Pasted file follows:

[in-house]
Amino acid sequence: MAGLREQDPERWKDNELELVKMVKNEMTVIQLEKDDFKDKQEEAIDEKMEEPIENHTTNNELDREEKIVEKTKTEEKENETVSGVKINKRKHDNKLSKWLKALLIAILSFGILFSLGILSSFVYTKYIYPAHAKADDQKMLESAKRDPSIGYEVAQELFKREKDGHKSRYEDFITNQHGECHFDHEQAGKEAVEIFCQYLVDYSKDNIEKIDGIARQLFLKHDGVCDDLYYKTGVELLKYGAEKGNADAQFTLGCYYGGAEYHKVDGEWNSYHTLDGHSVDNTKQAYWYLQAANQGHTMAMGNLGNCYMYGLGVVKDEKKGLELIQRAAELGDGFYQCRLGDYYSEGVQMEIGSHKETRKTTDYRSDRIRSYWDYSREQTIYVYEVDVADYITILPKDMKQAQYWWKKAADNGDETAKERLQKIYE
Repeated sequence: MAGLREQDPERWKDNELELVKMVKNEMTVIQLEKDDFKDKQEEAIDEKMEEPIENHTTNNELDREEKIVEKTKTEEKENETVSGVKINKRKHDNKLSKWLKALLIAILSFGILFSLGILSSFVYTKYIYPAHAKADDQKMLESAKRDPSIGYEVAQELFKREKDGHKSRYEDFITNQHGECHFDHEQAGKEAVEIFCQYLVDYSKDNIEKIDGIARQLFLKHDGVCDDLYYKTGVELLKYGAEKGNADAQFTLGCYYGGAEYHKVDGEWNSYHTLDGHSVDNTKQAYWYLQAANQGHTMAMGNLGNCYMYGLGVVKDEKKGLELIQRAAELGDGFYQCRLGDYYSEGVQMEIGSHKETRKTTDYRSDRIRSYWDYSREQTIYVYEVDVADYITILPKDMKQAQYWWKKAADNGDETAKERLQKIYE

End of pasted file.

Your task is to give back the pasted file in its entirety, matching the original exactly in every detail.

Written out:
[in-house]
Amino acid sequence: MAGLREQDPERWKDNELELVKMVKNEMTVIQLEKDDFKDKQEEAIDEKMEEPIENHTTNNELDREEKIVEKTKTEEKENETVSGVKINKRKHDNKLSKWLKALLIAILSFGILFSLGILSSFVYTKYIYPAHAKADDQKMLESAKRDPSIGYEVAQELFKREKDGHKSRYEDFITNQHGECHFDHEQAGKEAVEIFCQYLVDYSKDNIEKIDGIARQLFLKHDGVCDDLYYKTGVELLKYGAEKGNADAQFTLGCYYGGAEYHKVDGEWNSYHTLDGHSVDNTKQAYWYLQAANQGHTMAMGNLGNCYMYGLGVVKDEKKGLELIQRAAELGDGFYQCRLGDYYSEGVQMEIGSHKETRKTTDYRSDRIRSYWDYSREQTIYVYEVDVADYITILPKDMKQAQYWWKKAADNGDETAKERLQKIYE
Repeated sequence: MAGLREQDPERWKDNELELVKMVKNEMTVIQLEKDDFKDKQEEAIDEKMEEPIENHTTNNELDREEKIVEKTKTEEKENETVSGVKINKRKHDNKLSKWLKALLIAILSFGILFSLGILSSFVYTKYIYPAHAKADDQKMLESAKRDPSIGYEVAQELFKREKDGHKSRYEDFITNQHGECHFDHEQAGKEAVEIFCQYLVDYSKDNIEKIDGIARQLFLKHDGVCDDLYYKTGVELLKYGAEKGNADAQFTLGCYYGGAEYHKVDGEWNSYHTLDGHSVDNTKQAYWYLQAANQGHTMAMGNLGNCYMYGLGVVKDEKKGLELIQRAAELGDGFYQCRLGDYYSEGVQMEIGSHKETRKTTDYRSDRIRSYWDYSREQTIYVYEVDVADYITILPKDMKQAQYWWKKAADNGDETAKERLQKIYE